Deloitte: Poland enters the phase of economic expansion

The divergence of economic moods in Poland...

Two Years On: War in Ukraine and Its Global Impact

On February 24, 2022, a full-scale Russian...

Up to 70,000 Roma have fled from Ukraine to Poland. Even after more than two years, their situation remains challenging

POLITICSUp to 70,000 Roma have fled from Ukraine to Poland. Even after more than two years, their situation remains challenging

The Roma minority in Poland is estimated to number around 30,000 people. However, following the outbreak of war to the east, in Ukraine, this number could have risen to as many as 100,000 due to the influx of refugees. According to the Toward Dialogue Foundation, Roma refugees were not readily welcomed at reception points, and they have faced poverty, social exclusion, and treatment as second-class refugees on top of the trauma caused by Russia’s aggression. Over the past two years, little has changed in this area, prompting the foundation to call on the government and the Ombudsman for Human Rights to address the problems of Roma from Ukraine, particularly in terms of housing, education, and employment opportunities.

Dr. Joanna Talewicz, President of the Toward Dialogue Foundation, reported that it’s difficult to precisely determine the number of Roma from Ukraine who have found refuge in Poland. The only data available from the European Commission as of April 2022 speak to the general number of Roma who left Ukraine. Estimates published by Roma organizations and other NGOs range from 50,000 to 70,000 Roma individuals, which is higher than the number representing the Roma community native to Poland.

EU estimates from 2022 indicate that at least 100,000 Roma fled Ukraine. Before the war, the Roma population there was estimated to be between 200,000 and 400,000. In Poland, 50,000 to 70,000 have found refuge, thereby potentially increasing the size of the Roma minority in Poland to about 100,000. The 2021 National Census by the Polish Central Statistical Office (GUS) showed 11,800 people claiming Roma affiliation, though the Association of Roma in Poland suggests the number is more likely between 25,000 and 30,000.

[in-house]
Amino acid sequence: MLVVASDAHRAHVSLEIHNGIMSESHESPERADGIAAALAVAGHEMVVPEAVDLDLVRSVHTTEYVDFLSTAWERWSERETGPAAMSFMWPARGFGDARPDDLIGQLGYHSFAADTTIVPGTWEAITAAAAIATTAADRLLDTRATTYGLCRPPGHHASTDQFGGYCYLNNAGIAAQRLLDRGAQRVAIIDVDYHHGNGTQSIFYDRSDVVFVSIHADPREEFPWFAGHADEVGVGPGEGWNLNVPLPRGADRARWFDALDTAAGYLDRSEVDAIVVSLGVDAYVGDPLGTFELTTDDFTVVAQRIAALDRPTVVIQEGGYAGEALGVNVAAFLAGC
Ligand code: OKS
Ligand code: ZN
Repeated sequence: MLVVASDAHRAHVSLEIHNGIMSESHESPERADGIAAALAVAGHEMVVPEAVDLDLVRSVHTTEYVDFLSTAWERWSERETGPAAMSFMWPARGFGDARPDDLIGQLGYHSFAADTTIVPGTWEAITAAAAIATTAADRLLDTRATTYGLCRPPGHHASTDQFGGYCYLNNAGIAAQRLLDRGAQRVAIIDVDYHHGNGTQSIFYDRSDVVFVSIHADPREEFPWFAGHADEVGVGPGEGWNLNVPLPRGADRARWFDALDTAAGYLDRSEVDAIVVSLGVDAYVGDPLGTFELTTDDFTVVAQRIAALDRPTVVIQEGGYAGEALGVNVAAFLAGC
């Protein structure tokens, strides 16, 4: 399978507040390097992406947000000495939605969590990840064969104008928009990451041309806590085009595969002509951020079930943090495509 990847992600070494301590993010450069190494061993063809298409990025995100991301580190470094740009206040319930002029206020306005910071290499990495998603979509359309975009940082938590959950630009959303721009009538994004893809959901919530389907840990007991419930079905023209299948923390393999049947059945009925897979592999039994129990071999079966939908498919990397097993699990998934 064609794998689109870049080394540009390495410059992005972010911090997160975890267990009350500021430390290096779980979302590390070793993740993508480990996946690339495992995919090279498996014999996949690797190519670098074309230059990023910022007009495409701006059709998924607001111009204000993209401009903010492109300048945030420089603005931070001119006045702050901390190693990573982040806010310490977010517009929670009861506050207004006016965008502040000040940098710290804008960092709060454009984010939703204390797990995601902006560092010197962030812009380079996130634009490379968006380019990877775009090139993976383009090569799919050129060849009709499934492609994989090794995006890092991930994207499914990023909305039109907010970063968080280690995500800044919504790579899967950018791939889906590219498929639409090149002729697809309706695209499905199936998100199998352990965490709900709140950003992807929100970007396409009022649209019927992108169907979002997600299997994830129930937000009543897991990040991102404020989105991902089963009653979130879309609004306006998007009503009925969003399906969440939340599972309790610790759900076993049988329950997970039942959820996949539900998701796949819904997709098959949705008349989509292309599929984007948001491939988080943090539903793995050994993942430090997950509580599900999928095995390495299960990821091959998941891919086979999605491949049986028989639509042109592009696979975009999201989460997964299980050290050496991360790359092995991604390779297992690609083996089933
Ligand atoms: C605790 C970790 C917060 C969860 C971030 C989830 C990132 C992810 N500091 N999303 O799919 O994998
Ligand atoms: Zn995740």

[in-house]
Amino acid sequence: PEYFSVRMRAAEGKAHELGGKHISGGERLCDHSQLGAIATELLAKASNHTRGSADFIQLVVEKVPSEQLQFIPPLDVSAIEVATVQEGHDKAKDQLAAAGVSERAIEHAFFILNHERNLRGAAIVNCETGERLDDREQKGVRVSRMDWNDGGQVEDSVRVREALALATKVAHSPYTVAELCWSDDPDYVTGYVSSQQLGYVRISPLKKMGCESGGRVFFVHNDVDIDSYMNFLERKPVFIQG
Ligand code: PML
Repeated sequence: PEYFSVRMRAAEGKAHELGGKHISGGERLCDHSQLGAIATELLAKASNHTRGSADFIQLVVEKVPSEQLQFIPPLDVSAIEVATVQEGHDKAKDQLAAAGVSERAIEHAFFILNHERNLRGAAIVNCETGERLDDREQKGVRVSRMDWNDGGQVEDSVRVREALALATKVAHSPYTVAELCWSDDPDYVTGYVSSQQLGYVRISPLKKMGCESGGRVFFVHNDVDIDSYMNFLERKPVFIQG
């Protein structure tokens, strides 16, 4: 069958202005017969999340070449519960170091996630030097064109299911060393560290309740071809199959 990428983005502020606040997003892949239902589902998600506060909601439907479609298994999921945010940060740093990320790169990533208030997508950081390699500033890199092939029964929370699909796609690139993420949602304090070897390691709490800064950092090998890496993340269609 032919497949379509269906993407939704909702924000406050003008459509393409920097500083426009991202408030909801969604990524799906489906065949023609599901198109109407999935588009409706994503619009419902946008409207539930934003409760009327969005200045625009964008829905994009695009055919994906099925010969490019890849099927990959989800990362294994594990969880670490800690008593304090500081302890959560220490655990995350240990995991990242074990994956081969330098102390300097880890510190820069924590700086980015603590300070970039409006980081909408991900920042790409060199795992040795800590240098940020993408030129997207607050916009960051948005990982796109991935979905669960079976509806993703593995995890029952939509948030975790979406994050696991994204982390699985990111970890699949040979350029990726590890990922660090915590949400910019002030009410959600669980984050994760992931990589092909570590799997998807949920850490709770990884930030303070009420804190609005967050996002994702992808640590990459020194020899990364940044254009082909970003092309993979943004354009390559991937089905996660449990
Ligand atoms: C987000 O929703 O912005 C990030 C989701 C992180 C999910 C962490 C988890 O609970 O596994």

Recent studies referenced by the Toward Dialogue Foundation show that 72% of Poles do not know a single person from the Roma community. This lack of direct contact feeds into prejudices. Refugees from Ukraine, who often experienced social exclusion and poverty even before the war, carry these burdens with them to Poland. This is compounded by challenges such as a lack of sufficient housing, an unprepared educational system, and prevailing stereotypes and prejudices against the Roma community.

The report by the Toward Dialogue Foundation, “We Are Nowhere: The Situation of Roma Children from Ukraine in Light of Participatory Research,” points out that Roma women and their children are not a group readily accepted at any reception venue, and the level of societal acceptance for supporting them remains significantly lower than for non-Roma Ukrainian citizens fleeing the war. This often translates into restricted access to support in key areas of social life and integration for refugees and migrants—healthcare, housing, the labor market, and education.

As a result, the foundation has appealed to the authorities to take decisive actions to improve the situation of the Ukrainian Roma community. It has sent seven demands to the Polish government, including the creation of a comprehensive support program in collaboration with social organizations, preparation of a housing plan for those currently living in collective accommodation facilities slated for future closure, and the cessation of ethnic segregation at these locations.

The foundation underscores the need for a comprehensive program that addresses various levels of needs. Many Roma still do not know what their future will look like regarding their homes and many reside in collective housing, making securing their housing situation a critical issue. The demands also include ensuring full access to education for Roma children and youth, which is currently often blocked, and actions to reduce prejudices and fight discrimination that Roma refugees continue to experience, especially in the labor market.

Check out our other content
Related Articles
The Latest Articles